So you have a mortgage offer, and the mortgage company is aware that you will not be living there and will be renting to your mother? Check the mortgage offer terms to make sure they cover your situation. At that point, what "type" of mortgage it is doesn't matter, and you're OK.


    A few minor questions, for which the answers aren't all that important so long as your wife and your MIL agree what they are.
    • What will happen to the rent once the mortgage is paid off?
    • What about when the mortgage payments/ground rent change (e.g. end of a fix)?
    • What about fees for remortgaging?
    • Will you give your MIL the option of overpaying to get the mortgage paid off sooner?
    • colman12
    • By colman12 16th Jun 17, 4:26 PM
    • 16 Posts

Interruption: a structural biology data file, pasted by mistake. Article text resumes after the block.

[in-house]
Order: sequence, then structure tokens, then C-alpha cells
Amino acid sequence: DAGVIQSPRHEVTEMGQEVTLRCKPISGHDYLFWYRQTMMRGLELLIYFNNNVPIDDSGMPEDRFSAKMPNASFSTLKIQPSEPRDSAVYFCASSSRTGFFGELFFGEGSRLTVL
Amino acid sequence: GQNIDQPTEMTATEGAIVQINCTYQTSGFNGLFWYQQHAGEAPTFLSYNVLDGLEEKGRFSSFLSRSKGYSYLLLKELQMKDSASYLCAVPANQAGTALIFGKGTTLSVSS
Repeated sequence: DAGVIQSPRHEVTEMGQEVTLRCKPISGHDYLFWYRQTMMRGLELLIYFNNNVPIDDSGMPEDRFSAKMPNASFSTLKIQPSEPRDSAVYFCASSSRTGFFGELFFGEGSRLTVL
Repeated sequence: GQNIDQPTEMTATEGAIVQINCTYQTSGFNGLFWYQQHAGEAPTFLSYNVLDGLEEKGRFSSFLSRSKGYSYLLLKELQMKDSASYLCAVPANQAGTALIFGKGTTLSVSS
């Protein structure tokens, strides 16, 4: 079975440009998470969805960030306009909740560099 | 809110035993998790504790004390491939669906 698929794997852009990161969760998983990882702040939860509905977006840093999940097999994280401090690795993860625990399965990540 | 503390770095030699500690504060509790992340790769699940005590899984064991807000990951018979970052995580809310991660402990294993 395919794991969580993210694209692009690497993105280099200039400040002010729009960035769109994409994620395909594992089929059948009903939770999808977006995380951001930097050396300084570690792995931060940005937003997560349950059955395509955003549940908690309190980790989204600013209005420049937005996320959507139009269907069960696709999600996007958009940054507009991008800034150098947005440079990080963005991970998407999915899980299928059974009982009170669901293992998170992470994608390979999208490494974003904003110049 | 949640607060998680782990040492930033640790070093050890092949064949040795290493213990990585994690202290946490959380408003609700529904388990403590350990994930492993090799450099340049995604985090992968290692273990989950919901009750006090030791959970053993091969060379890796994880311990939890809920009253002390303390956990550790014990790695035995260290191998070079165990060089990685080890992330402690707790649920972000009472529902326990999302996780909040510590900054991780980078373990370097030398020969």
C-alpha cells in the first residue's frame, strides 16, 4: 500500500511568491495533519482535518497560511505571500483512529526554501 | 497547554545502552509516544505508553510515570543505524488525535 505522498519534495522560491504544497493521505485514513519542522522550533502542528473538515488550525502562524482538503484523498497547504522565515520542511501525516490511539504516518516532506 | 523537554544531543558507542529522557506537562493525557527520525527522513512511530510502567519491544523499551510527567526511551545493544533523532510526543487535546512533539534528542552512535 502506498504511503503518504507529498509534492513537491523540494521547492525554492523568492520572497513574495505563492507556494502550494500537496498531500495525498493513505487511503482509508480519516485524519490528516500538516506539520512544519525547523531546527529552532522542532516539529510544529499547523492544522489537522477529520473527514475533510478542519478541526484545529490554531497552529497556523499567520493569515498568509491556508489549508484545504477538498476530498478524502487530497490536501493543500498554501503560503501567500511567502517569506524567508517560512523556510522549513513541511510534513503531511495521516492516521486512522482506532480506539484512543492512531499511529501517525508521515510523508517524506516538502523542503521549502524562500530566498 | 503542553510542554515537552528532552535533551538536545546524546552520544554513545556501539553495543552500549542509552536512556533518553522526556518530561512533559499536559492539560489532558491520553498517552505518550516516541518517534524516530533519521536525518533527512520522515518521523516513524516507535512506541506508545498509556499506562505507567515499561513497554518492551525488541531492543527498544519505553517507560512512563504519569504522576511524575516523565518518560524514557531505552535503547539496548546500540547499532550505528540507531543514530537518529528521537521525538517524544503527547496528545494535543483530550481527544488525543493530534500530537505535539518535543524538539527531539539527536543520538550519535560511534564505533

• 6 Thanks
    colman12
    Zero tax liability is the desired outcome, or at least low, because as say you can only claim the interest element of the mortgage. Not trying to engineer losses.

    My thoughts are, and happy to receive corrections on this are:

    We opt to be tenants in common, which means we can specify the specific % of ownership of the property.

    If my wife owns 99% of the property, I would have thought £100 of rental income, would be allocated £99 to her and £1 to me and that would drive the tax obligations.

    The mortgage will sit with my wife and I, which is fully funded by the mother in law.
    • colman12
    • By colman12 16th Jun 17, 4:28 PM
    • 16 Posts
    • 6 Thanks
    colman12